The Lenten and Easter seasons are periods when we focus on certain sacraments: baptism, confirmation, reconciliation and the Eucharist. One that unfortunately gets overlooked is anointing of the sick.
I’ve spoken about this sacrament in a couple of homilies since I have been here, but it never hurts to review. For decades, perhaps centuries, people have associated this sacrament with the Last Rites given immediately before death. While a person can be anointed before death, the church teaches that anointing should be received when a person is first in danger of death, meaning, at the beginning of a serious illness, before major surgery, and even during old age. Anointing can be given to baptized children who are ill and have sufficient use of reason to be strengthened by the sacrament. Anointing is intended to give the person who receives it spiritual and emotional strength as they prepare to battle the fear and weakness that often come with illnesses and old age. It can be repeated if the health of the person deteriorates or if he or she becomes ill again with another illness.
The true Last Rite is the Eucharist received as Viaticum. Viaticum must be given while the person who is dying is still fully conscious. The vast majority of the calls that I have received to administer the Last Rites have come too late; I can anoint but I cannot give the person the Eucharist because he or she is no longer conscious.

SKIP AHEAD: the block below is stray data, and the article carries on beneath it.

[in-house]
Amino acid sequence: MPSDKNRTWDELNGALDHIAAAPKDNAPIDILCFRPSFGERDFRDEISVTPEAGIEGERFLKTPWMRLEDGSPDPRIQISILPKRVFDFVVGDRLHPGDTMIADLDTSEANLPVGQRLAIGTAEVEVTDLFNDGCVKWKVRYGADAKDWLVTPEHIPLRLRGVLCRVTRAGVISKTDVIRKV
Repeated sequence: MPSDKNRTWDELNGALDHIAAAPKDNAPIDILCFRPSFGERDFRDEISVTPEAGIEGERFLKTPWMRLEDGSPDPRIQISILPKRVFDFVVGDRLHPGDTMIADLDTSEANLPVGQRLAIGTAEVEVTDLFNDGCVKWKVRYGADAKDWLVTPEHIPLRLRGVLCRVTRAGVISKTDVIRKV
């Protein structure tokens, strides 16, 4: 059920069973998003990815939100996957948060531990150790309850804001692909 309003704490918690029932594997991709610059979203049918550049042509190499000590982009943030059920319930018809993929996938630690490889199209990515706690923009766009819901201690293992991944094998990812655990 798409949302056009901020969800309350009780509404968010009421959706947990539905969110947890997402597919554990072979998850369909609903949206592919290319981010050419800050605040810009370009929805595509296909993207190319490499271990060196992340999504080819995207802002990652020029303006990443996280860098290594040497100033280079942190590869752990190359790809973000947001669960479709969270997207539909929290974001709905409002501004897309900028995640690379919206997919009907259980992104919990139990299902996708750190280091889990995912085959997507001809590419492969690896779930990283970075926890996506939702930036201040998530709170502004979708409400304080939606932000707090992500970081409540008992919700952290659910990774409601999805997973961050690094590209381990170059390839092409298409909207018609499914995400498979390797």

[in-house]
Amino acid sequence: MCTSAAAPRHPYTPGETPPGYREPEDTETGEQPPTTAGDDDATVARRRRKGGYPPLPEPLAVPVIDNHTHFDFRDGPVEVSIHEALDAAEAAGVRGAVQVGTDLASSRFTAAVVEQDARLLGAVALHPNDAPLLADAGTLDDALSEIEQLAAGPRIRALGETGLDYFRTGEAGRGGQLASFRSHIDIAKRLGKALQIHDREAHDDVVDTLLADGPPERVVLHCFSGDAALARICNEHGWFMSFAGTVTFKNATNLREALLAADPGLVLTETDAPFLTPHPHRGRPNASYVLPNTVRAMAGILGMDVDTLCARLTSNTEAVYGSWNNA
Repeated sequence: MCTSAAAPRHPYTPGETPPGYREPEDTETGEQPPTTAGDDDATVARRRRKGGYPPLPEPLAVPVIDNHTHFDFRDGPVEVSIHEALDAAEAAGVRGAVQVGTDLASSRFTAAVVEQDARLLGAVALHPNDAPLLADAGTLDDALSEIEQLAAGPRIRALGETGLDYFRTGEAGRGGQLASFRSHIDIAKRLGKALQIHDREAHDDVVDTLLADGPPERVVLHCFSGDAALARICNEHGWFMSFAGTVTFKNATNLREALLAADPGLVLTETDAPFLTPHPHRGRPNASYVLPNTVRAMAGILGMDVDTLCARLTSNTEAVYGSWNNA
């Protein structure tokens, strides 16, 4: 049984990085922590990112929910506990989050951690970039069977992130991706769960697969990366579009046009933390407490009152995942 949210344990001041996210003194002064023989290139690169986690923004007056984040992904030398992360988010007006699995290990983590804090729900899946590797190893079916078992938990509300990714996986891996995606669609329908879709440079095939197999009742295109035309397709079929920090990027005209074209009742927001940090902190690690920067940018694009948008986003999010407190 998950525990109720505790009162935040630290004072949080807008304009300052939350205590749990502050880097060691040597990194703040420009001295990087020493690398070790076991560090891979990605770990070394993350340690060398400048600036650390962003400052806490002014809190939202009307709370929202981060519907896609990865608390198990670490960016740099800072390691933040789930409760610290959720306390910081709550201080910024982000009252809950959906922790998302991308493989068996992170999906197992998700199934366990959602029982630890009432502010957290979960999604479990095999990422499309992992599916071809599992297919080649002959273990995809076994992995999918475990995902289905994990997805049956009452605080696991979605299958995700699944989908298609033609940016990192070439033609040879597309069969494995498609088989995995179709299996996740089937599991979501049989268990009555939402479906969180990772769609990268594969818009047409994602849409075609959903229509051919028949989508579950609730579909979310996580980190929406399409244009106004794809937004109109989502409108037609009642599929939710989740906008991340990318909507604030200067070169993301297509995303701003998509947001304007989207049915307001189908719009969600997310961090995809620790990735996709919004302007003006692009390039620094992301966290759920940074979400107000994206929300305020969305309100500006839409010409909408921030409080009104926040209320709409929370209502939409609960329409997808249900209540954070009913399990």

In both cases, anointing and Viaticum, it is much better to err on the side of being too early rather than too late. It is also important to keep in mind that while a priest will do everything that he can to visit those in need, we are unfortunately limited by the laws of physics and may not be able to immediately appear on the scene. Emergencies happen; God understands this. However, please don’t wait until the last minute. If you are facing a serious illness, or if you are a caregiver of someone who is ill, please do your best to ensure that you or your loved one can take full advantage of these great gifts that the Lord has given us.
Verso l’alto (To the heights),
Father Brent Crowe